Hawks on the 1470 Reconstruction

Hawks points out some flaws in the new 1470 reconstruction. Specifically, he points out that in the Bromage poster the Leakey reconstruction and the Bromage reconstruction are in different orientations.Hawks provides some compelling pictorial evidence that once the two are in the same orientation the differences between the two, by and large, disappear. Once Hawks pointed this it, it became obvious he was correct (Hawks, in my opinion, is one of more perceptive and insightful paleoanthropologists around – I’d give my right arm to study under him for awhile). So I did some photoshopping myself.

Basically, what I did was darken the Leakey reconstruction and superimpose it over the Bromage reconstruction so that both were oriented the same way.
The yellow arrow points the the Bromage face (a light greyish color), while the blue arrow points to the Leakey face (a dark bluish black color). Clearly, there is not that much difference between the two reconstructions. Bromage is supposed to be writing this up for a journal…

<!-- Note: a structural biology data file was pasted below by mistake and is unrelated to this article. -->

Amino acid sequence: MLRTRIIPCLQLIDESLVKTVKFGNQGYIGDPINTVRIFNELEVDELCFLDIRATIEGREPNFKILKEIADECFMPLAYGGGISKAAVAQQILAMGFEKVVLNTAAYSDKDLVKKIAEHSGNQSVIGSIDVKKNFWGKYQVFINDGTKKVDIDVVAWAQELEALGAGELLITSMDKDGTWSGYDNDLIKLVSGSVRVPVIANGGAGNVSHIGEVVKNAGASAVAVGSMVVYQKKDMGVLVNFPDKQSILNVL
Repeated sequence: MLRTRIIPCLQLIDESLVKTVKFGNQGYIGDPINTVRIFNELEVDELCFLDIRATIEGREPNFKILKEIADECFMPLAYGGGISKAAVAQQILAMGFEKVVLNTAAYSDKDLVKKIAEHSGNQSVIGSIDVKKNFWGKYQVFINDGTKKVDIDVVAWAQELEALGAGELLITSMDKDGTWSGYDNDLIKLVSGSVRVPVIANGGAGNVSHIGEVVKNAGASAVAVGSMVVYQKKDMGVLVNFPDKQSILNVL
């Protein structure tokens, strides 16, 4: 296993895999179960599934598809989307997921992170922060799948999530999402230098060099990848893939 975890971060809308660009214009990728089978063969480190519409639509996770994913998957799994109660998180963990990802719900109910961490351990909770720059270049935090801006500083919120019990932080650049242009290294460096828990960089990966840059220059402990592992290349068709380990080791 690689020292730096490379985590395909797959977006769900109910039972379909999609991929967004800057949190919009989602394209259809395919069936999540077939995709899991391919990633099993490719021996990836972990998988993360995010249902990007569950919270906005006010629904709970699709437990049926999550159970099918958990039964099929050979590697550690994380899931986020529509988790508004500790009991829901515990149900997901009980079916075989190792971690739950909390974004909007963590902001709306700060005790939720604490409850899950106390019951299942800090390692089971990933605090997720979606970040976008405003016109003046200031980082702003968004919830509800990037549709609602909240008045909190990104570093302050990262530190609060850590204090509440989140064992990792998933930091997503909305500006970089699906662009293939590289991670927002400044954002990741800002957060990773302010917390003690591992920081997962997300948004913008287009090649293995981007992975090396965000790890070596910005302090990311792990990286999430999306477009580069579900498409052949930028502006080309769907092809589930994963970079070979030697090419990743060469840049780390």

Hat tip to RBH

2 Responses

  1. Hawks pointed out that the Bromage reconstruction is not oriented to the Frankfurt Plane, which is considered highly important, The Leakey reconstruction may have been a little *too* vertical, but the Bromage reconstructions are a little too “horizontal”. There were other things Hawks pointed out, as well, and he showed pictures to illustrate what he meant. For this, and other reasons, I have a lot of respect for Hawks and his blog.
    Anne G

  2. I’m still unfamiliar with English so please “excuse my French”.
    I suppose, science has more solid and stable grounds than ‘how is roteted the picture on the poster’ and the impression you get from the picture.

    Well, now, that’s better. Now the vaults are at the same orientation.
    And the reconstruction does have a bit more sloping face. By about 5 degrees.
    Now, a good cast of ER 1470 comes with the face and vault in separate pieces. There is only one join between them, at the nose, and it’s not a very good one. Every graduate student in the world has probably taken these two pieces and rotated them back and forth to decide on the best angle. No doubt, there is five degrees of variation between them all. I’m perfectly willing to believe that the skull should have five more degrees of inclination to its face.

    Yes, someone rotated the cranium to make face projection ‘clear’:)
    But if the rotation-trick is so terrible – why did John Hawks say ‘5 degrees’? Surely, to make rotaion ‘clear’?
    It’s not 5 degrees, nor 6, nor 7.
    I believe, Hawks IS perceptive, insightful… clever.
    Why blame Bromage?

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